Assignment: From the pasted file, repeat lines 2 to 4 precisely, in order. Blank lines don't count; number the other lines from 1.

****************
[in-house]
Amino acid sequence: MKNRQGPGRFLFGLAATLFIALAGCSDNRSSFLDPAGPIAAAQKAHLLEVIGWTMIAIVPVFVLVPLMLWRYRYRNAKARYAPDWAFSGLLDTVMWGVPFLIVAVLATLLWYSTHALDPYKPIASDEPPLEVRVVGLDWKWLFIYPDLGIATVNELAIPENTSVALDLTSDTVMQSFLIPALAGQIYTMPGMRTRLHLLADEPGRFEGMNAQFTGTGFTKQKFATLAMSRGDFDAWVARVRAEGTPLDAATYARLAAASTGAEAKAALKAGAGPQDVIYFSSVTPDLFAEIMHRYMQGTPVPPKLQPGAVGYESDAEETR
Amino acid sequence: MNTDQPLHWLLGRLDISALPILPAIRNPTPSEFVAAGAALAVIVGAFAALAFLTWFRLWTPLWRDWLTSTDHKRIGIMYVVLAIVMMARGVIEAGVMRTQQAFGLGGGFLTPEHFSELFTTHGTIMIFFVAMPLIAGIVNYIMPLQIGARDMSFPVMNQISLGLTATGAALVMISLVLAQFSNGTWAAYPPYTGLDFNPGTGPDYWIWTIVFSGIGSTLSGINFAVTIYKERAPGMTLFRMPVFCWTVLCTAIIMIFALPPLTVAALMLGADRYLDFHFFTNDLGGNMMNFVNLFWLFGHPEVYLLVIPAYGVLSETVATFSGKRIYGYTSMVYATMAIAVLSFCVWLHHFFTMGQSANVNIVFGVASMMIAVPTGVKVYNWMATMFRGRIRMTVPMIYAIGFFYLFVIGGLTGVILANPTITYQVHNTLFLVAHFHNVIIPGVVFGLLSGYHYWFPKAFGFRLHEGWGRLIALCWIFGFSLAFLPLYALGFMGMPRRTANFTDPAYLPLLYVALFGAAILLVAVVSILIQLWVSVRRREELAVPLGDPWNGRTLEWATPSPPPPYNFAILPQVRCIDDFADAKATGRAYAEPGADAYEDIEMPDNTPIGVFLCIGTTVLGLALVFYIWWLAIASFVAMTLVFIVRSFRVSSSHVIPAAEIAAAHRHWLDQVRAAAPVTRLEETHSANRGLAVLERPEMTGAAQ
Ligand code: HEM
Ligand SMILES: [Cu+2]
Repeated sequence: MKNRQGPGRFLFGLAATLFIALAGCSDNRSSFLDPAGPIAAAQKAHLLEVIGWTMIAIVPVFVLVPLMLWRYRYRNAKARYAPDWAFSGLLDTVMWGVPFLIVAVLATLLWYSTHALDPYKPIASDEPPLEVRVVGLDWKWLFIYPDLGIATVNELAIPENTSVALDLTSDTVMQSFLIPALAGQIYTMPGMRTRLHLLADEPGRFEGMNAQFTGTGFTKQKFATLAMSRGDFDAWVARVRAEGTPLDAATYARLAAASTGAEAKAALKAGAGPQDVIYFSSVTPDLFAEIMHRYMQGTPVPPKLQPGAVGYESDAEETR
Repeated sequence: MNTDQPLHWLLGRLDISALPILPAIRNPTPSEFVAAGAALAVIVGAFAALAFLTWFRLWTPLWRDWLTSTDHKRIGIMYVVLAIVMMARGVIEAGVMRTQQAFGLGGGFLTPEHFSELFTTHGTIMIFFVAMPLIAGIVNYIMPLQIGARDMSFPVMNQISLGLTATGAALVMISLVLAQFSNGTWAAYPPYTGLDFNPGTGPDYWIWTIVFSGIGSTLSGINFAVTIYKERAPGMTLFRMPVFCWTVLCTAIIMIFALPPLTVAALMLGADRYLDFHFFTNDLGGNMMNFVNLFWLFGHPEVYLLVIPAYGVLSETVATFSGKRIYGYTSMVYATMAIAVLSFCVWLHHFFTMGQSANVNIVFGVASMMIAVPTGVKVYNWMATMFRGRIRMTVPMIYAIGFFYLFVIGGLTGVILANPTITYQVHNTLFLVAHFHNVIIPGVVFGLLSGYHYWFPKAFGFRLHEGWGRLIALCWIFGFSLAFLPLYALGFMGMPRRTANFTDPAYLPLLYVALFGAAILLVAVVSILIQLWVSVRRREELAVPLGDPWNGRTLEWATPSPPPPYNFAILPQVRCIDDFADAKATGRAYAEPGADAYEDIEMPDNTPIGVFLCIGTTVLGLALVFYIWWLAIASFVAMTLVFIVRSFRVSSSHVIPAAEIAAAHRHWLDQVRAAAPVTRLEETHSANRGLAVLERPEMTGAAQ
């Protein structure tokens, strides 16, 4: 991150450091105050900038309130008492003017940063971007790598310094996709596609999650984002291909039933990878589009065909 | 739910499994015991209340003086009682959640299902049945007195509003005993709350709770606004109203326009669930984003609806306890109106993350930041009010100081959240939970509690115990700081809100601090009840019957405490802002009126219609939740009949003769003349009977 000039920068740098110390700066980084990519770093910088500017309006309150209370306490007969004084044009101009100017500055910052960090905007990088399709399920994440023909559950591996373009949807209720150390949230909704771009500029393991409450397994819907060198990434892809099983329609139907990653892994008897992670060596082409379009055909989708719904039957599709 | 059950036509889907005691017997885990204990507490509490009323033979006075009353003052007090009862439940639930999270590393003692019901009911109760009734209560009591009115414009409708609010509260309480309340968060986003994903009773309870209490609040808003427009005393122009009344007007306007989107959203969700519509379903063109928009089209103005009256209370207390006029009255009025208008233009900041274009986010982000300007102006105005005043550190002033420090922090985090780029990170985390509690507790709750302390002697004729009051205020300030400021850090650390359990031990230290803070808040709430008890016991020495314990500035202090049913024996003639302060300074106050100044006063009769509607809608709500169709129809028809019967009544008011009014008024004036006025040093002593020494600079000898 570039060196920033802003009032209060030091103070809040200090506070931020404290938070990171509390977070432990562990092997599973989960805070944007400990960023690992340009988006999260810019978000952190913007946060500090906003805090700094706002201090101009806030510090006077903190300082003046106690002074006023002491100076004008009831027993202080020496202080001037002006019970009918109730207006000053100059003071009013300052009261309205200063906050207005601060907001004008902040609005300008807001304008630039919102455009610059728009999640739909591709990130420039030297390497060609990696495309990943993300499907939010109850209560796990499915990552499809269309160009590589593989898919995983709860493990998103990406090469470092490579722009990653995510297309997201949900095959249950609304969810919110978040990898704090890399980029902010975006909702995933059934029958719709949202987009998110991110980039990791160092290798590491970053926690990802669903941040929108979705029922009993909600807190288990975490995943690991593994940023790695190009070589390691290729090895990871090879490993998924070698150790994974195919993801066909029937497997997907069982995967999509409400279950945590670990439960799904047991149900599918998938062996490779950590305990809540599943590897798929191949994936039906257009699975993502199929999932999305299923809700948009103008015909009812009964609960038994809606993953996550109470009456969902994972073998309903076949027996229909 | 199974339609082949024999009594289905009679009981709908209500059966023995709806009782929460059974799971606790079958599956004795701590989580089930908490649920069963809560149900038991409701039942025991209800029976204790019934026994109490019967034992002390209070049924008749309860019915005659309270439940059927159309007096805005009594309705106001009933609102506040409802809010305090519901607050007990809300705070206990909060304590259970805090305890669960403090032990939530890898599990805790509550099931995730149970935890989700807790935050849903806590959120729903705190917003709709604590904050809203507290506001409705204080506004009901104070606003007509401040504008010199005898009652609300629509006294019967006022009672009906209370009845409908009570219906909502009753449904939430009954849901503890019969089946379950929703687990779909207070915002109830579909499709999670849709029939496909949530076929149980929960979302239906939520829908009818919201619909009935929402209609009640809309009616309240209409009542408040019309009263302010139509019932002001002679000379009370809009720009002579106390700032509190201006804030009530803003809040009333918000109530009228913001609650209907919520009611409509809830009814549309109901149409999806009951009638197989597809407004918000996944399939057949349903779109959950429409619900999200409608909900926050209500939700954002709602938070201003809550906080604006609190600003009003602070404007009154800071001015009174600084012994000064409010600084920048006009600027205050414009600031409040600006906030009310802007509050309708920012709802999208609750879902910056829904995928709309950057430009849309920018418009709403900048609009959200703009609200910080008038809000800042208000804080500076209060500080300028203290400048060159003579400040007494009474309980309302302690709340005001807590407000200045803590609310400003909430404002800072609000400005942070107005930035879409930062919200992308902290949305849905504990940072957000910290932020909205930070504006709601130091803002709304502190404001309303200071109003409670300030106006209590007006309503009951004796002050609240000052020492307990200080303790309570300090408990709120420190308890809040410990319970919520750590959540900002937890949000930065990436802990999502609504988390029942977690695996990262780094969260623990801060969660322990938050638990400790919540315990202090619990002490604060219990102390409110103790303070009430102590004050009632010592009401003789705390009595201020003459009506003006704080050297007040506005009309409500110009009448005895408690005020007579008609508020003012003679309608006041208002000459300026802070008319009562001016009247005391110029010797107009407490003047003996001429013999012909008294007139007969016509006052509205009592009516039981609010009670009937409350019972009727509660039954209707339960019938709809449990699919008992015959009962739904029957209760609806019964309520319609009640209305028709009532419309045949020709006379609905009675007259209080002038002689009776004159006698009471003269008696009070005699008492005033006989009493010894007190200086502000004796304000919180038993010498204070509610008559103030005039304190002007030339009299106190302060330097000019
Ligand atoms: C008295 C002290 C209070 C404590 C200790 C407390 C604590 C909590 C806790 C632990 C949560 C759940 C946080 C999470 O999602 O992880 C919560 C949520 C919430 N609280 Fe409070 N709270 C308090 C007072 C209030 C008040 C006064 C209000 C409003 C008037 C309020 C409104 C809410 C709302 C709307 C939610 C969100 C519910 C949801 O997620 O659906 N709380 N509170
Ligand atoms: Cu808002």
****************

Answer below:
Amino acid sequence: MKNRQGPGRFLFGLAATLFIALAGCSDNRSSFLDPAGPIAAAQKAHLLEVIGWTMIAIVPVFVLVPLMLWRYRYRNAKARYAPDWAFSGLLDTVMWGVPFLIVAVLATLLWYSTHALDPYKPIASDEPPLEVRVVGLDWKWLFIYPDLGIATVNELAIPENTSVALDLTSDTVMQSFLIPALAGQIYTMPGMRTRLHLLADEPGRFEGMNAQFTGTGFTKQKFATLAMSRGDFDAWVARVRAEGTPLDAATYARLAAASTGAEAKAALKAGAGPQDVIYFSSVTPDLFAEIMHRYMQGTPVPPKLQPGAVGYESDAEETR
Amino acid sequence: MNTDQPLHWLLGRLDISALPILPAIRNPTPSEFVAAGAALAVIVGAFAALAFLTWFRLWTPLWRDWLTSTDHKRIGIMYVVLAIVMMARGVIEAGVMRTQQAFGLGGGFLTPEHFSELFTTHGTIMIFFVAMPLIAGIVNYIMPLQIGARDMSFPVMNQISLGLTATGAALVMISLVLAQFSNGTWAAYPPYTGLDFNPGTGPDYWIWTIVFSGIGSTLSGINFAVTIYKERAPGMTLFRMPVFCWTVLCTAIIMIFALPPLTVAALMLGADRYLDFHFFTNDLGGNMMNFVNLFWLFGHPEVYLLVIPAYGVLSETVATFSGKRIYGYTSMVYATMAIAVLSFCVWLHHFFTMGQSANVNIVFGVASMMIAVPTGVKVYNWMATMFRGRIRMTVPMIYAIGFFYLFVIGGLTGVILANPTITYQVHNTLFLVAHFHNVIIPGVVFGLLSGYHYWFPKAFGFRLHEGWGRLIALCWIFGFSLAFLPLYALGFMGMPRRTANFTDPAYLPLLYVALFGAAILLVAVVSILIQLWVSVRRREELAVPLGDPWNGRTLEWATPSPPPPYNFAILPQVRCIDDFADAKATGRAYAEPGADAYEDIEMPDNTPIGVFLCIGTTVLGLALVFYIWWLAIASFVAMTLVFIVRSFRVSSSHVIPAAEIAAAHRHWLDQVRAAAPVTRLEETHSANRGLAVLERPEMTGAAQ
Ligand code: HEM